Review by Publisher's Weekly Review
The gritty, capacious verse in this ninth book from Jones (Salvation Blues) pursues, and secures, the virtues of realist fiction: credible characters whose lives change as we read about them, in well-defined milieus (the Alabama where Jones grew up, most often, but also the Midwest, where he lives now). By far the longest poem, "The Previous Tenants," follows his almost unwilling discoveries about an unhappy couple's lives: "We know the four flower beds. We do not know their love./ We know all that went unrepaired and fell apart...." Jones takes family stories for long, rough rides, "seeing how, on a childhood rabbit-hunting trip,/ Uncle Manson shot Uncle Cecil in the back," and he gets a thoughtful political poem out of service on a local sewer board. Yet Jones's strongest new work-mostly in the first part of the volume-stands apart from the stories it contains, enfolding arguments and inventing voices for characters as it hunts the same durable themes. Middle age, masculinity, competition, religion, football, and the art of poetry itself spin together into powerful ironies in some of the best poems Jones has created so far: "I had a dream," one begins, "of harnessing and exacting irrevocable power over others... in the cleat-pocked, dried dirt of a practice field." (Oct.) (c) Copyright PWxyz, LLC. All rights reserved.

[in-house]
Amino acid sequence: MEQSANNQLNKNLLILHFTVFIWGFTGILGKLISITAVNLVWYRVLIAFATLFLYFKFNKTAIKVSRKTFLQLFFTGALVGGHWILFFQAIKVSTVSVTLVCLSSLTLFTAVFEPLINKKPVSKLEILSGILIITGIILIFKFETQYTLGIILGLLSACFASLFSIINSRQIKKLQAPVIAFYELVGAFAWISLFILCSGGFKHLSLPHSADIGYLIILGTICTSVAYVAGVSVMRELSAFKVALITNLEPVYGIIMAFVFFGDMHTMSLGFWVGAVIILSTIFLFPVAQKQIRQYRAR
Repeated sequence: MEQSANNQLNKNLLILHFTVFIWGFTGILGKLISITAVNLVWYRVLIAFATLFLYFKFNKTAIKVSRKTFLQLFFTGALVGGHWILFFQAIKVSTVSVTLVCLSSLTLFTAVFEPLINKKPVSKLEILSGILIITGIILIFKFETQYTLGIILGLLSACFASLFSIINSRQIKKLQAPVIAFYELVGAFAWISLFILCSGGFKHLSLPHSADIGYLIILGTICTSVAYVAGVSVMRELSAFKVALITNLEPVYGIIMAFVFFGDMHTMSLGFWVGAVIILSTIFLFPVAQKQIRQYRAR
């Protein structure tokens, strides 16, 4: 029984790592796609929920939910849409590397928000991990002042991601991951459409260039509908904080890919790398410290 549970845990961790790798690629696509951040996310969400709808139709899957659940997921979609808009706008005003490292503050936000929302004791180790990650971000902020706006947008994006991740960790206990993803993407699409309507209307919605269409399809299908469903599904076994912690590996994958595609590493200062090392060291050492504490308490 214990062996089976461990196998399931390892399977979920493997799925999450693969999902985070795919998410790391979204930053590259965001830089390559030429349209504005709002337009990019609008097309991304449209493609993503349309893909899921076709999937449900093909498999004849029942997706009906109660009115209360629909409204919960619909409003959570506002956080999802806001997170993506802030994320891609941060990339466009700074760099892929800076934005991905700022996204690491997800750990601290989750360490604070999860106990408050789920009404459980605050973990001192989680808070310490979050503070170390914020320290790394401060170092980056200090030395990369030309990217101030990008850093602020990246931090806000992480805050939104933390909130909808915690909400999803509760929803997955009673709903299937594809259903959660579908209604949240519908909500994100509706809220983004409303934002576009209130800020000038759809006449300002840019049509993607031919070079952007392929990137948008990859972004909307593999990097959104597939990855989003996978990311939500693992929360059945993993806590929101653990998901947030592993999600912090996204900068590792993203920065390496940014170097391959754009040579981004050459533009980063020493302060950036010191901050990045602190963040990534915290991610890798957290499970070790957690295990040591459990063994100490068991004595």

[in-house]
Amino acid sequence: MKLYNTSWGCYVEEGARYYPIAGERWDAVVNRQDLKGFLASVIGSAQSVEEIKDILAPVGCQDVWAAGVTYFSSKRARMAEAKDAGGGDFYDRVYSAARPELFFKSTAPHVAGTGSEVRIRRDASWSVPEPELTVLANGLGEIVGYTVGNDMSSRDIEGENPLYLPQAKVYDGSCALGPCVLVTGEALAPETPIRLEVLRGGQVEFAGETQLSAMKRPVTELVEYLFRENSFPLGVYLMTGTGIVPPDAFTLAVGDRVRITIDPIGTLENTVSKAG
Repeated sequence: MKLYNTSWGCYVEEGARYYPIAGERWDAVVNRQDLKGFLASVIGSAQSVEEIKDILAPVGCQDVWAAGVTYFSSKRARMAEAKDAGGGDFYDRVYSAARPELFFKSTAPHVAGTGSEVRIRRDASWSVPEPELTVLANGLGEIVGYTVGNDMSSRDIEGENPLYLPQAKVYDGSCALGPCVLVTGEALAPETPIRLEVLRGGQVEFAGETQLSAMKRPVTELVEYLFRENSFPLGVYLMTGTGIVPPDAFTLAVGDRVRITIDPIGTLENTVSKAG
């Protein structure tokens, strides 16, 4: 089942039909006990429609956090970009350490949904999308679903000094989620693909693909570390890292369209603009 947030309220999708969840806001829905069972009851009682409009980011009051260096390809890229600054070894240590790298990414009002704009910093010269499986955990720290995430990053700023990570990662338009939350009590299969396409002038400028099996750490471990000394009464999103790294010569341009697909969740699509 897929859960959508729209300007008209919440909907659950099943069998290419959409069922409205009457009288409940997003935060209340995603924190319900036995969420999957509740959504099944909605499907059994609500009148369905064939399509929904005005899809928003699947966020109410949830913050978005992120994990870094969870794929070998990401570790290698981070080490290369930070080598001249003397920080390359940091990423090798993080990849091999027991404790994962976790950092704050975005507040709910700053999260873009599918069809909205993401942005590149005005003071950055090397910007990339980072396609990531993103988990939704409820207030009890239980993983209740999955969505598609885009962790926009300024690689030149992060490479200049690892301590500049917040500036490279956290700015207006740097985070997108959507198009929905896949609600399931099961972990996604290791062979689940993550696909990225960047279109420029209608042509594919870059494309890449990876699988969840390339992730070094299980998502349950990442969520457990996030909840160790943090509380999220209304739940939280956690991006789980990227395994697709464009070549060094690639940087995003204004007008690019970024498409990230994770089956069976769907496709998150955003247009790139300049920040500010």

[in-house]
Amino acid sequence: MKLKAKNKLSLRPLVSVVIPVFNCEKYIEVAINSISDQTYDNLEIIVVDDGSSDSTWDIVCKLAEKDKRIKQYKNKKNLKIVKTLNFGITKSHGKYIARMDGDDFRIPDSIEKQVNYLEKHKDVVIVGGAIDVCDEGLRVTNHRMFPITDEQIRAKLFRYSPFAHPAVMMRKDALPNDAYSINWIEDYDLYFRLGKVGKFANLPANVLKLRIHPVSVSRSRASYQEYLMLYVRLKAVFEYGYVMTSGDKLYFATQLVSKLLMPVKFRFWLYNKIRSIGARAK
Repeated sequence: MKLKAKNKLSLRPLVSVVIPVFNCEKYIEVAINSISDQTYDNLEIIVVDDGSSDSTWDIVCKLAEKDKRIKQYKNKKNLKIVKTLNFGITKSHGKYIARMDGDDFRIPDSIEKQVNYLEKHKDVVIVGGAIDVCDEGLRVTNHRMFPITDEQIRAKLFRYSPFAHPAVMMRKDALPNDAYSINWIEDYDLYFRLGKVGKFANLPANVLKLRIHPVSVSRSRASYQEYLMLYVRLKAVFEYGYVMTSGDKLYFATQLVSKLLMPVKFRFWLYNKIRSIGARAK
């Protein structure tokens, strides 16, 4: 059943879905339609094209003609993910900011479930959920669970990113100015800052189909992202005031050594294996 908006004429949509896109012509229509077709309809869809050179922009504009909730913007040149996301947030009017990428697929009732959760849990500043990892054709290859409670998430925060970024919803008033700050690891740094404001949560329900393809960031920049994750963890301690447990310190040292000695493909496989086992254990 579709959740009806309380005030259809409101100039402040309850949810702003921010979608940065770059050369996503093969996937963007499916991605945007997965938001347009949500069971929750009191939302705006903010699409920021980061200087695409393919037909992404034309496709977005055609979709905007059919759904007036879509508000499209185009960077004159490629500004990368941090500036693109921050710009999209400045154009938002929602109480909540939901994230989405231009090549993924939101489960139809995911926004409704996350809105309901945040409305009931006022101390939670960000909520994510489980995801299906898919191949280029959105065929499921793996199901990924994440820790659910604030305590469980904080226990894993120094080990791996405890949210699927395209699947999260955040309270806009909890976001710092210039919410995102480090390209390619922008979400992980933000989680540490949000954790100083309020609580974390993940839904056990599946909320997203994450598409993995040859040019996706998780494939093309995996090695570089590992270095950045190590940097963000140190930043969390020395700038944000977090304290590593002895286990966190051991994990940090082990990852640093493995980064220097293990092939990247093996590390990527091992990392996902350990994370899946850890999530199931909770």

(c) Copyright PWxyz, LLC. All rights reserved
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